If I had my way, we would be establishing a culture that puts more emphasis on simply being good marksmen. Our language would shift away from what kind of gear we own to how we practice with it and, more importantly, what we are capable of doing without it. We would spend more time teaching others how to perform well, rather than telling them what they should buy.
At some point, we all need to realize that the idea of the “best” gear is fleeting. For example, I’ve been following the military’s strategic pivot to the Pacific theater, and I’m seeing some pretty interesting trends. We, as well as the Brits, have been renewing our emphasis on jungle warfare and I’ve been reading training reports and looking at pictures of the guys who are doing this training. Many of the advancements in gear and optics we’ve seen over the last 15 years of desert warfare are being reversed. Chest rigs are getting ditched in favor of belt rigs. Optics are being removed in favor of irons because the environments simply aren’t conducive to magnification, electronics, or really anything that has lenses. All of the things we decided were “the way to do things now” aren’t necessarily true anymore.
Do you know what hasn’t changed? The importance of knowing your own capabilities, working within them, and working to improve them. The one constant in all this evolution is the importance of the user.
When I said in the beginning that my gear buying philosophy has changed, I wasn’t lying. Whereas I used to buy “stuff” because I thought that’s what I was supposed to want (and the internet told me so), I now buy things based upon my needs. I don’t look to expand a particular weapon’s capability, I look to support mine. I realize that this distinction may not look significant from the outside, but it is a distinction. It’s taken me a lot of time and potentially wasted money to get here, and I want to help prevent others from making the same mistakes.
Don’t get me wrong, I still want some things just because. There isn’t a practical need for the new rifle I’ve been working on, it’s just something I would like to have. But I’m not telling myself that if only I had a lightweight 18″ rifle-gassed iron sight rifle, I could finally be comfortable carrying a rifle in the field and still be able to land hits at targets past 300 yards.
Where are your priorities? Do you desire to “look the part” and buy things to make it happen? Or do you buy things based upon careful analysis of your capabilities and analyze the most appropriate way to fill any gaps?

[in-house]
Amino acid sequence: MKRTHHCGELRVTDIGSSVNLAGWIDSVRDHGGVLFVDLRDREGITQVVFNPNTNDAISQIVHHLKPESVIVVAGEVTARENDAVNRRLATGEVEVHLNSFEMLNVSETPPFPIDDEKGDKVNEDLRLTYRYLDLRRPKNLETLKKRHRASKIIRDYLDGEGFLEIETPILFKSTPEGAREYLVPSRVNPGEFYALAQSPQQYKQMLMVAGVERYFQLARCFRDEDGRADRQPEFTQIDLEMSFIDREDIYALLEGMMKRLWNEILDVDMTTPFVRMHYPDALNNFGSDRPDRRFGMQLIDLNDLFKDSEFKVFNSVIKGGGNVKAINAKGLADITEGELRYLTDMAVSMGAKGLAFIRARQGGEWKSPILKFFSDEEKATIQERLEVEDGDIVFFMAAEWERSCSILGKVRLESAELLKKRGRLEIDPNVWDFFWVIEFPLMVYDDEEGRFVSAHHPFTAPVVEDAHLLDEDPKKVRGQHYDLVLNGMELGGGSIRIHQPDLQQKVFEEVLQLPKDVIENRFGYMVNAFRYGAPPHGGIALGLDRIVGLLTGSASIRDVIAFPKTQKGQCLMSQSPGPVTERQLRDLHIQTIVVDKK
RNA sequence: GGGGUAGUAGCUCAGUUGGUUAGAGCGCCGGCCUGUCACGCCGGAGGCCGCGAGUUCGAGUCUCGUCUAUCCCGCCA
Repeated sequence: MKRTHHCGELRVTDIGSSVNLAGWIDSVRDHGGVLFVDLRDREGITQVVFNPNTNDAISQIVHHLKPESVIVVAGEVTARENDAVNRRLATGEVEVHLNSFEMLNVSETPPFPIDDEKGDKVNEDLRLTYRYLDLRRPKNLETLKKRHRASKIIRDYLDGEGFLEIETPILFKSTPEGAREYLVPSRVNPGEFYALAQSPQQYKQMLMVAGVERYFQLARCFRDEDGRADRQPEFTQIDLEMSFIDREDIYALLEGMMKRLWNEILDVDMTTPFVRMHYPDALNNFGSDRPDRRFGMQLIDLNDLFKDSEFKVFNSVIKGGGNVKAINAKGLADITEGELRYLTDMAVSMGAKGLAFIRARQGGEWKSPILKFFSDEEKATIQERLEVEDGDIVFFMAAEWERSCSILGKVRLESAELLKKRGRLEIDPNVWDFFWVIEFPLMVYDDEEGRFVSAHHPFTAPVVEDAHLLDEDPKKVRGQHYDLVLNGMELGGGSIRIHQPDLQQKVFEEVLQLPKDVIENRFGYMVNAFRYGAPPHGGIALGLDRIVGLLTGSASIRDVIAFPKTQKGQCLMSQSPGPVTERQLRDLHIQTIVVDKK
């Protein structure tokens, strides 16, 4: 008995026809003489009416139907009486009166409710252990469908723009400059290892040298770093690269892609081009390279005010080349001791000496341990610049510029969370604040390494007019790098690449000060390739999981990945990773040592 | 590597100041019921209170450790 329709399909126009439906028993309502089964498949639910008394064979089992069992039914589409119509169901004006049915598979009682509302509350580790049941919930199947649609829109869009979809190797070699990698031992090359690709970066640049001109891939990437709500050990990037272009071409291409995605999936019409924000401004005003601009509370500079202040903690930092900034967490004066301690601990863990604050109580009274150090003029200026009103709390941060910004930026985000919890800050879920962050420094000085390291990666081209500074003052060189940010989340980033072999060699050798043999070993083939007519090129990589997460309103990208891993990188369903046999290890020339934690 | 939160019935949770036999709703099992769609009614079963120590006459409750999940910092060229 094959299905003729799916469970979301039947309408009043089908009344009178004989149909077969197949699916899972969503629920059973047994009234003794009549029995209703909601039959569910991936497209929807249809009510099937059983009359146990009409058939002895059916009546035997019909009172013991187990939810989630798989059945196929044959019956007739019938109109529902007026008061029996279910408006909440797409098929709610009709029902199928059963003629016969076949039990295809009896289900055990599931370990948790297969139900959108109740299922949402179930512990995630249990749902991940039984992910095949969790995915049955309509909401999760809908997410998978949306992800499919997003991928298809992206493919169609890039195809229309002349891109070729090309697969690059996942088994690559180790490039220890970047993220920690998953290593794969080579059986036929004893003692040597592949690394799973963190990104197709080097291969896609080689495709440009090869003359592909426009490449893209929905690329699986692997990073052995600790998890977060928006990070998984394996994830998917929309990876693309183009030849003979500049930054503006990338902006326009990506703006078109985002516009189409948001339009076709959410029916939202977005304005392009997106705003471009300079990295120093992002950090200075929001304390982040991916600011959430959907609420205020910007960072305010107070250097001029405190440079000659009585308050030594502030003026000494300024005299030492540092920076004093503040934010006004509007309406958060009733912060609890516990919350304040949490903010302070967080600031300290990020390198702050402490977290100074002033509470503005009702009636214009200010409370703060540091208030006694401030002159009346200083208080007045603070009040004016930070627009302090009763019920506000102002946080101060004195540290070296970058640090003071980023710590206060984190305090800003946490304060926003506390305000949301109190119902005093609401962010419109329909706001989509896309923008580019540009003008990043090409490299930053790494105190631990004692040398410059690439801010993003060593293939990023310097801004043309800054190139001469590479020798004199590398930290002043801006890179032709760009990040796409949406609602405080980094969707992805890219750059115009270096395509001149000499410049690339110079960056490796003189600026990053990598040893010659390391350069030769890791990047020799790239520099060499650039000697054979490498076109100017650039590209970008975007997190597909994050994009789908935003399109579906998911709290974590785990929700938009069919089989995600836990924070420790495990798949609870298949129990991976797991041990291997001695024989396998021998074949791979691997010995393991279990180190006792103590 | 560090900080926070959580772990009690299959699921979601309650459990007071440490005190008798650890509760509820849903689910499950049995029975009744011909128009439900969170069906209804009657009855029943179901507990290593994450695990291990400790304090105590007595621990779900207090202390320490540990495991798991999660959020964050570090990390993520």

I’ve been seriously considering signing up for some more formalized training. I’ve learned a lot on my own by experimenting, but there just isn’t really a substitute for having a knowledgable coach looking over your shoulder and helping you with the little things. Since I don’t know anyone who I would place into such a category personally, I’m going to have to look elsewhere. There are two options before me, and I may just do both of them if finances allow.
There is an Appleseed shoot in August about an hour from where I live. The commute there and back for two days isn’t that big of a deal, as I’m already used to waking up at early hours (thanks, Air Force!). I already happened to have requested the required days off from work, and the $60 entry fee (plus ammo) is very affordable. I think this would offer great exposure to exactly the kind of shooting I’ve been doing.
Additionally, I noticed that rifles only is going to hold their five day Precision Rifle 1 & 2 combo course in the Sacramento area in October. If I really wanted to bear down into the brass tacks of precision shooting with extremely knowledgable and capable instructors, this would be the event. But, at $1550 registration, plus 500 rounds of .308, plus hotel and food, this would be stretching my ability to pay. I have to carefully consider the cost/benefit here. I’m not a sniper in some high speed military or LE unit. Such a course would really end up being little more than [expensive] fun. I have to wonder if I took all of that money and applied it to ammunition or a few performance upgrades to Gungnir (bedding job, barrel work, magazine, optic, etc.), would it be better spent?
In other news, Rifleslinger put up a target for his uses that I think I’m going to appropriate for mine. Its size and scoring system actually work out very well for my stated accuracy requirements. It also allows me an easy, and objective, way to score my shooting for any given range session.